For your sake, let's say this restaurant does sit alone in some "unsafe" area of OTR. Why would the restaurant be so far from the nearest streetcar stop? If people really would be worried about getting attacked in that particular area, I don't think that establishment would survive, or even exist in the first place.

    OK, that's a ridiculous scenario. In reality, this restaurant would sit in the middle of new investments on the line - between a mix of shops, other restaurants, entertainment venues, and residences, expanding upon the incredible new growth that's already happening in OTR. Does this hypothetical area sound familiar to you? Try Ludlow in Clifton, Hyde Park Square, Mt. Lookout Square, or even just downtown Cincinnati. Note: Crime occasionally occurs in these areas of town too. Scary, huh.

    As everyone knows, crime can and will happen anywhere, but it doesn't have to happen everywhere, and I'd have to guess that safety will be priority on Cincinnati's new streetcar and the surrounding stops.

    Take an antiquated trolley line in a town facing an uphill battle as an example...
    ...then compare that with what you'd assume a modern streetcar would have for the safety of its passengers.

    Overall, it really sounds like you're saying that our city - or which could be said of society in general - should not progress for fear that something bad could happen. If that's true - if that's seriously how you feel about life - then I feel really, really bad for you man.

    Remember, perceptions can be dangerous. That's why COAST plays on so many of them.

  11. This comment has been removed by the author.

  12. I hope I haven't given the impression that I'm opposed to progress. I made a deliberate effort to avoid that impression, because that's not the way I feel. What I am trying to say is that I'm very skeptical about the viability of THIS plan. And I don't think it's a matter of choosing this or choosing to do nothing.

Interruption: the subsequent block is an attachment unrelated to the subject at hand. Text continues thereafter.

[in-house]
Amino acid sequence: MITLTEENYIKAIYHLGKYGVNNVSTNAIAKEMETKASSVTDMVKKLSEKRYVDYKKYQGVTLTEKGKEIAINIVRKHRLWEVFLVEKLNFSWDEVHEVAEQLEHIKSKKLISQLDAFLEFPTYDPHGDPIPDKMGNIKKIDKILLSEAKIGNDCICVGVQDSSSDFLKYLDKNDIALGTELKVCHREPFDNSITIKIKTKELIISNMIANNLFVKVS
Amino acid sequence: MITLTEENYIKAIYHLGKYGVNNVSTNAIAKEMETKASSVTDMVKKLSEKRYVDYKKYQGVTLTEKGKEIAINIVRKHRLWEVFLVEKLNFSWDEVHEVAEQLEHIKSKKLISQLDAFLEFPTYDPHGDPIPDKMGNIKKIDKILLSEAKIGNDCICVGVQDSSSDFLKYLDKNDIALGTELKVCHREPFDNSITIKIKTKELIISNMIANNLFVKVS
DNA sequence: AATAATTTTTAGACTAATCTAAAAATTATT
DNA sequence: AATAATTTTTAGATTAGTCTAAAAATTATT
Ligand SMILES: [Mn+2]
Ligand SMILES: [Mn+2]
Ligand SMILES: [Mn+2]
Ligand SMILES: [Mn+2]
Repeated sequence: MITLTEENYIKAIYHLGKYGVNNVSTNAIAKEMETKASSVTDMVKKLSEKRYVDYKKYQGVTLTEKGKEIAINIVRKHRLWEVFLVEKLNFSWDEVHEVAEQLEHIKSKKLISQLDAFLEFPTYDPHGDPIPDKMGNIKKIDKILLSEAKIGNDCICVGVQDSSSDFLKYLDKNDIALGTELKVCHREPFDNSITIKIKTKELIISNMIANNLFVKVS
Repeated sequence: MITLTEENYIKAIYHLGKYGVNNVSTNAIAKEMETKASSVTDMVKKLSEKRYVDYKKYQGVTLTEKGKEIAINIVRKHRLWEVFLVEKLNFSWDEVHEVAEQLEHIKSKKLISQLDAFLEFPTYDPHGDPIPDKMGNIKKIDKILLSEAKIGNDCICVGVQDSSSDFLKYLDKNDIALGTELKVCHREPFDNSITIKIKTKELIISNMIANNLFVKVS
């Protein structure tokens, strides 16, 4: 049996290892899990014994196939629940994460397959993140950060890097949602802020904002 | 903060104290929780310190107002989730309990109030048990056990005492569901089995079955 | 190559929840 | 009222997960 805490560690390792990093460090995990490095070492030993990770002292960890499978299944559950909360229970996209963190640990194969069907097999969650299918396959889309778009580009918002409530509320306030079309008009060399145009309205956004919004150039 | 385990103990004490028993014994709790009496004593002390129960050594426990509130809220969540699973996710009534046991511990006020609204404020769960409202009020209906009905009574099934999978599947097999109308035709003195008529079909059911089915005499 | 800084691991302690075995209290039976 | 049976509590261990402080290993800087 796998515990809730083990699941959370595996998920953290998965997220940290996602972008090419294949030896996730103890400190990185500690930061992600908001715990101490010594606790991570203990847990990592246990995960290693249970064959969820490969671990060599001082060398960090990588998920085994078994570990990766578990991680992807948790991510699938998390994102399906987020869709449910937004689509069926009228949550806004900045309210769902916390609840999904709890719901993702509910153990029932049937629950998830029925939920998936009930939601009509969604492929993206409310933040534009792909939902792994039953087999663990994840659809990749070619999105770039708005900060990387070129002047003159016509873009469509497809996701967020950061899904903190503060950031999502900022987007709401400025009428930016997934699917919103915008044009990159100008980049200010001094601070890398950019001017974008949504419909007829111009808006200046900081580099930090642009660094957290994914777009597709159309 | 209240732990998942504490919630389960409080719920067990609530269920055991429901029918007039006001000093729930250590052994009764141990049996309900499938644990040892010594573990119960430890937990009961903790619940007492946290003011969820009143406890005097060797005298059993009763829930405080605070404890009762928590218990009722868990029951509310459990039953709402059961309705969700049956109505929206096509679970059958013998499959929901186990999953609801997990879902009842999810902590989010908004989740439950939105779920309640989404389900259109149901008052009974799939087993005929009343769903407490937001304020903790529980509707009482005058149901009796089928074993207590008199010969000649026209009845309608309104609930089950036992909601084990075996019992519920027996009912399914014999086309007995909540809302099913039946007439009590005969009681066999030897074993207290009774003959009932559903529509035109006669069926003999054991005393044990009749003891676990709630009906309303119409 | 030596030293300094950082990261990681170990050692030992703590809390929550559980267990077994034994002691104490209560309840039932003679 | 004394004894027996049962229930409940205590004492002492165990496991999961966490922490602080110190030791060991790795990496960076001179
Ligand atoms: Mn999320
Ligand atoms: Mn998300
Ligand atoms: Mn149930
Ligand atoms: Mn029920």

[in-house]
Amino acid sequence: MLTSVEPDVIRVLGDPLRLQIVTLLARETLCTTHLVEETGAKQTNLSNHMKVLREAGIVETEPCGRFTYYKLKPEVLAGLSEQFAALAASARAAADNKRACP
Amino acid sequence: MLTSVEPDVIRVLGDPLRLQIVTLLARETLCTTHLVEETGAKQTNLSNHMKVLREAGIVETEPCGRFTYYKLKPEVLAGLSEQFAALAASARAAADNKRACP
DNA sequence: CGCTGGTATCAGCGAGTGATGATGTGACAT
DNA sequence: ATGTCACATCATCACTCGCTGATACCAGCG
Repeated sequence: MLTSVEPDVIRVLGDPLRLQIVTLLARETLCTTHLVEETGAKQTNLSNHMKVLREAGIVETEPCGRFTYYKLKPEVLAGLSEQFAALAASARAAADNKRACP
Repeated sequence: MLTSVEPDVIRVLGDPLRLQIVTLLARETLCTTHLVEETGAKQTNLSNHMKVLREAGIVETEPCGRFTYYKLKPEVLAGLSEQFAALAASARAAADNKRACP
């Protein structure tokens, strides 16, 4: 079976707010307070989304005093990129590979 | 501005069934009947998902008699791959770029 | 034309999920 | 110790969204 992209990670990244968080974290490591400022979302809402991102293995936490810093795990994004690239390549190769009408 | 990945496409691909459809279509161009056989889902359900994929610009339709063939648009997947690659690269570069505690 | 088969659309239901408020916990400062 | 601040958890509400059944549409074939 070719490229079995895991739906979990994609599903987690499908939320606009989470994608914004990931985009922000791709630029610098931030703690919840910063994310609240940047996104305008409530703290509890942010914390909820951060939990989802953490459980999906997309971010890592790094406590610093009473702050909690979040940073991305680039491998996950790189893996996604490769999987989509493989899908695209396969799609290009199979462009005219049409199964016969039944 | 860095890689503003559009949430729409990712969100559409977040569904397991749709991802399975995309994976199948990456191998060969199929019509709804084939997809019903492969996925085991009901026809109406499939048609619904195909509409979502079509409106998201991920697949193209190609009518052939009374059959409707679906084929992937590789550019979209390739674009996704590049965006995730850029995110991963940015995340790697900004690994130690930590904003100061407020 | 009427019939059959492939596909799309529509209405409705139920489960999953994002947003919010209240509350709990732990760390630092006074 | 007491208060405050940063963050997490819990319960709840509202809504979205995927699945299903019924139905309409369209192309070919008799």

I'm opposed to this plan because I think it's an overly simplistic way of approaching a complex problem. Problems are rarely "pure and simple", and the human element raises the level of unpredictability exponentially.

    For the purpose of clarity, I'm going to temporarily drop the argument regarding safety concerns in the public mind. For now, let's work off of the assumption that safety will be of no concern, and ridership will be what we want it to be, and more people with money to burn will be around OTR. I can see development of OTR proceed in a couple of different ways.

    1. Incremental: In this scenario, development would continue in areas where gentrification has already begun, and will proceed in a block-by-block fashion. The worry I have is the incremental style would create a greater and greater incentive for robbery, especially about half-way into the transition. You'd have a high growth neighborhood with a lot of money pouring in, very near to diminished, but still existing center for drug activity. That's worrysome to me.

    2. All-at-once: Property values soar so fast, and property is bought up and developed to fast, that the whole area is transformed almost over-night. Low income residents and squatters have to find a new place to live because they can't afford the high rent (property owners could probably sell for a handsome profit, though). This would leave the whole area free to develop, and perhaps resolve the crime issue to boot. But drug dealers and the addicts they service would go somewhere. The problem isn't exactly resolved, so much as it is shifted. Good for the city, and good for folks who would like to live and play in OTR, but not exactly a resolution per se.

    What I propose is finding composite solution, made up of several elements acting in concert. This solution should be phased in it's implementation, so it can be adjusted as necessary to compensate for unforeseen developments.

    I'll finish this thought tonight. I've run out of time now.

  13. OK, so you're not against progress. Good. But you are proclaiming that because you're worried that something negative MIGHT happen, that what... no streetcar? A smaller line initially? What?

    The line that's proposed gives the greatest benefit for it's initial size at the lowest cost. The line connects the two largest employement centers in the city. Additionally, this is just the start of a much larger rail initiative for the region.